“Do you remember how exciting it was to get your first bicycle?” Bob Margevicius, who’s on the board of directors of the U.S. Bicycle Product Suppliers Association (BPSA), told a hearing at the Office of the U.S. Trade Representative (USTR) here on Monday.
The event at which Margevicius was speaking was a six-day public hearings process soliciting comments from businesses and industrial associations on U.S.-proposed tariffs on Chinese imports worth 200 billion U.S. dollars.
Instead of directly voicing his concern, Margevicius, also the executive president of U.S. bicycle company Specialized Bicycle Components, took a moment to invite others to recall their childhood memory with bikes.
“It was more than just metal and two wheels, it was a source of freedom, and an entry point to adulthood,” he said. “For many who can’t afford the expense of a car, it is their primary mode of transportation, for others, it is a prescription for a healthy life.”
“This is at risk today,” said Margevicius. “I’m testifying to preserve this simple pleasure from becoming collateral damage in a trade dispute.”
The U.S. trade disputes with not only China but also its other trading partners globally have lasted for months.
After announcing additional tariffs on steel and aluminum imports and on 50 billion dollars of Chinese products, the United States threatened last month to slap extra tariffs of 10 percent on 200 billion dollars in Chinese goods, later upping the rate to 25 percent.
Margevicius told Xinhua that the proposed tariffs would apply to complete bicycles, bicycle components, and bicycle safety accessories imported from China, worth about 1.5 billion dollars annually and all subject to an additional 25-percent tariff.
According to figures compiled by the BPSA, the United States buys about 15 million complete bicycles, or roughly 94 percent of its total purchase, from China, worth over 1.1 billion dollars annually. Meanwhile, it imports some 300 million dollars worth of bicycle parts, as well as bicycle safety accessories — such as helmets and lights — worth about 100 million dollars.
“It’s everything from water bottles, to lights, to helmets, to bicycle tires, to cables,” Margevicius said. “It’s virtually everything.”
If the tariffs were to be implemented, most bicycles, bicycle components and accessories would have an import duty of up to 36 percent, which would likely lead to a price hike in all bicycle and bicycle-related products and a sharp decline in unit sales that could force many retailers to shut down their business.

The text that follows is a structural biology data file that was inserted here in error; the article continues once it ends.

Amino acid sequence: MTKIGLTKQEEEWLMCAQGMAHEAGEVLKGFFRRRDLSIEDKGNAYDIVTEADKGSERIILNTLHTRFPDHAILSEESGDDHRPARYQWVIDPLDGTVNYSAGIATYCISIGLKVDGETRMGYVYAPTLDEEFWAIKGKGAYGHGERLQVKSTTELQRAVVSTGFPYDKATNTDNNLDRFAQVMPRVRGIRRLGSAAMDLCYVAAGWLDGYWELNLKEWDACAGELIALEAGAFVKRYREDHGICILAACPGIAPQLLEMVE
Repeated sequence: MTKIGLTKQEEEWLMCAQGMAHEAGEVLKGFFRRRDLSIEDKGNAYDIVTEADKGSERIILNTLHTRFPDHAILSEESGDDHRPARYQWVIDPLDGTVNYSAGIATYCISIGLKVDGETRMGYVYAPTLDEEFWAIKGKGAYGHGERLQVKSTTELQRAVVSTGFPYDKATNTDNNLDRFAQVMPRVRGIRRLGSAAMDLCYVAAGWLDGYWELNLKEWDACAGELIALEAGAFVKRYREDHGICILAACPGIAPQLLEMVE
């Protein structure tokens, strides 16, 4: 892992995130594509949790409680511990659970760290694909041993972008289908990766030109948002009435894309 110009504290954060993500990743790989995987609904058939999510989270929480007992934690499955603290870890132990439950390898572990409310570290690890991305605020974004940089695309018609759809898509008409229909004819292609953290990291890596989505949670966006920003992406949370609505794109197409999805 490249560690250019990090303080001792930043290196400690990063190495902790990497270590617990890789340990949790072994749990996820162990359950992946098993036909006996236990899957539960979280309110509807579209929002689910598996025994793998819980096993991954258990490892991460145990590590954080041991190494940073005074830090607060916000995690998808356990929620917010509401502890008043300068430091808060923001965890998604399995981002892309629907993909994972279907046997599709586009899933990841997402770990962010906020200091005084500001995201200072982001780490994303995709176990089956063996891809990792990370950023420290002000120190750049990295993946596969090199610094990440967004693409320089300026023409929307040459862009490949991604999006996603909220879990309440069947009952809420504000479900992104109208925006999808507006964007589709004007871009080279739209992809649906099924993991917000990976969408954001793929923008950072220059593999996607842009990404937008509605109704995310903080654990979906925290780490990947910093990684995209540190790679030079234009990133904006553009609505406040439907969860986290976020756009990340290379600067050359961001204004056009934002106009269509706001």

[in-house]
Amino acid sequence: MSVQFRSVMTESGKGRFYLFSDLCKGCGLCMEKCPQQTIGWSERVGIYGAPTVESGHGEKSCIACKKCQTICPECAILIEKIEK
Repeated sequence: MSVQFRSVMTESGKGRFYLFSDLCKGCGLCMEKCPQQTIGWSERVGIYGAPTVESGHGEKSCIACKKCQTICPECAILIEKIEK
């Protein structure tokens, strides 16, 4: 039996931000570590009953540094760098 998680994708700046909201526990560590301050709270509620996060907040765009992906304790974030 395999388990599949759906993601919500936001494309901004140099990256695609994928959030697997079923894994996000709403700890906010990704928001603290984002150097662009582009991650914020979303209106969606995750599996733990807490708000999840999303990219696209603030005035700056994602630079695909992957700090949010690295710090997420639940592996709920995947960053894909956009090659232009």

That “will have catastrophic consequences for the U.S. bicycle market,” Margevicius warned.
Margevicius was one of several dozen speakers representing a wide range of industries, including bicycles, apparel and footwear, semi-conductors and chemicals, hoping that their businesses or industries would be exempt from the planned tariffs.
After a group of speakers finished their testimonies, members of a committee consisting of representatives from multiple U.S. government agencies, including the USTR, the State Department, the Department of Commerce and the Department of Homeland Security, would ask follow-up questions.
Among the most frequently asked is whether it’s possible for the business or industry to find another source of imports. The answers were most simple: extremely difficult or impossible.
“Even a partial shift to another country would take years to implement as any one bicycle, like an auto, has over 200 unique components, with China being the major manufacturing cluster and the source for the majority of the content,” Margevicius said.
Building another cluster “would take a long time if could ever do so,” he said. “It would be a challenge for us here in the United States to do that, particularly to be at a competitive cost.”
Matt Moore, general counsel with Quality Bicycle Products, Inc., a distributor of bicycle parts and accessories based in the U.S. state of Minnesota, told Xinhua that the U.S. bicycle industry has been pretty steady over the years, and that the proposed tariffs would be “severely disruptive” to it.
Moore said the tariffs, if enforced, would impact approximately 4,000 to 5,000 products that the company imports from China. A 25-percent tariff on them would mean an extra cost of five million dollars every year, a sum that Quality Bicycle Products would not be able to absorb but have to pass to retailers.
Moore, surrounded by representatives of several competitors in the bicycle industry, said he is not concerned about friendly competition as the tariffs are “a bigger threat to our industry than we are to each other.”
Margevicius said the fact that so many competitors showed up together at the hearing “really created a groundswell” over the impact of tariffs on bicycle prices and the competitiveness of the industry.
Margevicius said higher bicycle prices will compel parents to buy Xbox gaming sets, tennis rackets or other sporting goods for their kids instead. “That has long-term implications.”
“Many young children start out riding bikes when they are young and continue throughout their youth. They graduate and begin riding as they get older,” he said. “We don’t want to lose those people to other substitute activities.”
Tariffs will not help resolve trade disputes and “only impact us negatively,” Margevicius added.